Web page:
The Bitcoin Lightning Network is now available on the Cash App

The Lightning Network feature is not available to consumers in New York, according to Cash App.

Cash App, a mobile payment provider, has announced that Lightning Network can now be used to send Bitcoin (BTC) using its app. Users can now send BTC to any Lightning or on-chain BTC address using the new capability.

The Lightning Network was integrated into the app a few weeks ago, according to a notification within the app. Now, its users can use the feature and benefit from the Bitcoin Lightning Network’s advantages in ordinary BTC transactions.

To use Lightning Network on Cash App, customers must scan a Lightning QR code with their cameras, check the payment details, and then touch on pay.

The Lightning Network, often known as Lightning or LN, is a layer-2 solution that allows Bitcoin to scale. Lightning reduces transaction fees and speeds up transactions by building a separate network where users transact and creating minimal engagements with the Bitcoin blockchain.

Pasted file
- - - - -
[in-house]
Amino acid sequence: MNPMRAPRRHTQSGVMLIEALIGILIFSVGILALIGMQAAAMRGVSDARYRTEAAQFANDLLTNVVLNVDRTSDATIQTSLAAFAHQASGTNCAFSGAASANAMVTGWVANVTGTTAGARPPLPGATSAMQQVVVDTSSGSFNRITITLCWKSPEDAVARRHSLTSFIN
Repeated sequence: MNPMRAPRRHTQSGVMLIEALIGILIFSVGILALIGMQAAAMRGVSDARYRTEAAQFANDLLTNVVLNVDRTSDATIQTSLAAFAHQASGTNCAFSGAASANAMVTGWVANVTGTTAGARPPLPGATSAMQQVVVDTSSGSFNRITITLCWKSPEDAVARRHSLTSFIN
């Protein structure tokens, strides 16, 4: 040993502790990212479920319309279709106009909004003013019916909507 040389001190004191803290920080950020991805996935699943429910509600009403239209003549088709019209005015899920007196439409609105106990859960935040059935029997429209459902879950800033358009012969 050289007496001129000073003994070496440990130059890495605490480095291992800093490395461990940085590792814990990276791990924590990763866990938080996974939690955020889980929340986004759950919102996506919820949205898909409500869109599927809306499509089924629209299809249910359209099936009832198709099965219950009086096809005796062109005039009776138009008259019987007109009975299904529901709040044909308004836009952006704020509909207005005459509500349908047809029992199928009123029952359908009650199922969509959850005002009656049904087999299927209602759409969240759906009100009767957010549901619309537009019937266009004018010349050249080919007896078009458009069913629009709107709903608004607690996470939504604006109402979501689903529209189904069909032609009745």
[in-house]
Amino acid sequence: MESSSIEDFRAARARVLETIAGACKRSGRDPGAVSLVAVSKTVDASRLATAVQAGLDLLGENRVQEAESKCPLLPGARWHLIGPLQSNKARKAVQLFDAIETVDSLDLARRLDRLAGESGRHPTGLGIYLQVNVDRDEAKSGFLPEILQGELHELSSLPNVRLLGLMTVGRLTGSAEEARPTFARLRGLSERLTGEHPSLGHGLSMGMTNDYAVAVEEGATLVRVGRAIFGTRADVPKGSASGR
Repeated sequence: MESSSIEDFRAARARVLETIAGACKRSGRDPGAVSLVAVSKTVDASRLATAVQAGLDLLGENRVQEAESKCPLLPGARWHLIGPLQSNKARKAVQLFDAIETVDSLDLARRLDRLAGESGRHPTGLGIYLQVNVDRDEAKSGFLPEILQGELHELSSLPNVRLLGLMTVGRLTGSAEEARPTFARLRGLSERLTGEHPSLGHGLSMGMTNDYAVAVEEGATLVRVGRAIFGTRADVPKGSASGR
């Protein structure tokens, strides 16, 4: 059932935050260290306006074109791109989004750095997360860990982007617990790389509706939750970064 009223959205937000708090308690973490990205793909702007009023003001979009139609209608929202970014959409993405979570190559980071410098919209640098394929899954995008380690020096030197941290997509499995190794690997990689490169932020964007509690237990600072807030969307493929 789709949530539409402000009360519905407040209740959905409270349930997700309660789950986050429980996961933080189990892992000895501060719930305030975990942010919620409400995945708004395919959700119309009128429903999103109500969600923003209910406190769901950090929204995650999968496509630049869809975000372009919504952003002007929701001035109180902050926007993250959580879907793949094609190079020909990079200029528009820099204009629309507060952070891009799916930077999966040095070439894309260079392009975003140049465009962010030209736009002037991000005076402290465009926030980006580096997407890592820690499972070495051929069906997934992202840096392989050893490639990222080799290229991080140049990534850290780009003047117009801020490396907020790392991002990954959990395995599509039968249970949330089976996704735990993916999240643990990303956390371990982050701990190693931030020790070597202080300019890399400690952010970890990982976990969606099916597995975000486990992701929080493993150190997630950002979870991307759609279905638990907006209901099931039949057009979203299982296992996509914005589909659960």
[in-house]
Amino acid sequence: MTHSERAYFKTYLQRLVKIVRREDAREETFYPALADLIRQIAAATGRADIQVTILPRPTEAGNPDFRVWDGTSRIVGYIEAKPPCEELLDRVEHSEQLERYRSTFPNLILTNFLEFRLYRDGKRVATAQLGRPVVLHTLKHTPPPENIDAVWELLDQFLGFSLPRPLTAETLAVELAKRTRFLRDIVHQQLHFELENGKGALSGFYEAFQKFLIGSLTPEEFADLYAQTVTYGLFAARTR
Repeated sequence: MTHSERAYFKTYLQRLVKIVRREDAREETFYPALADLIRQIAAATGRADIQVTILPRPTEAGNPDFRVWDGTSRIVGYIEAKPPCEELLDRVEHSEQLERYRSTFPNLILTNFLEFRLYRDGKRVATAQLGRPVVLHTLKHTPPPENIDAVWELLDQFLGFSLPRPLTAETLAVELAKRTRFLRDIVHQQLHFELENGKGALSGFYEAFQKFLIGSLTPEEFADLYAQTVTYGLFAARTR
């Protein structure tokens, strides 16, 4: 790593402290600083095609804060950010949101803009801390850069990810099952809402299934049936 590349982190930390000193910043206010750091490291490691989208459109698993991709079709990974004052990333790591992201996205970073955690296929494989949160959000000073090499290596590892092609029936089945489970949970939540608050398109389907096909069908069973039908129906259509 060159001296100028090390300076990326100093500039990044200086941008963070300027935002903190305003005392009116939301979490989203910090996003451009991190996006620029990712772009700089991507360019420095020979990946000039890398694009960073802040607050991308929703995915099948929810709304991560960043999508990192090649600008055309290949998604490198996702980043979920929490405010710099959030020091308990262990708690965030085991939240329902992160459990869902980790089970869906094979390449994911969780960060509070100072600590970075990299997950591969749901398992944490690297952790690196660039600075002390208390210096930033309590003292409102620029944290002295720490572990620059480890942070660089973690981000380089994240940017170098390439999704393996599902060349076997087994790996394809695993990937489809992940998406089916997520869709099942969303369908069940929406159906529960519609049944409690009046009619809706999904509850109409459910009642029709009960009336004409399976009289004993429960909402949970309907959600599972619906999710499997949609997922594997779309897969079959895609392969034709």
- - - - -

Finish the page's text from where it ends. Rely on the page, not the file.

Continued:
While many users were overjoyed that they could use the Lightning Network feature through their Cash App, others were unable to do so. The feature will be available everywhere in the United States except New York, as the company stated a few weeks ago. Cash App tweeted, “At this time, New York citizens are not eligible for Lightning.”

Notgrubles, a Twitter user, disagreed. Users in New York, he claims, are still eligible if they “operate their own LN node.” Because Bitcoin Lightning Network transactions are decentralised, they can be used by anyone, regardless of their location outside of Cash App. Another user, ProofofBrain, echoed this opinion by tweeting:

Block Inc., a firm formed by Jack Dorsey, developed and operates the Cash App service. Dorsey stepped down as Twitter’s CEO in 2021. While he claims that stepping down will allow the company to be free of the founder’s influence, many believe that the move will allow Dorsey to focus more on Bitcoin.


Disclaimer: These are the writer’s opinions and should not be considered investment advice. Readers should do their own research.

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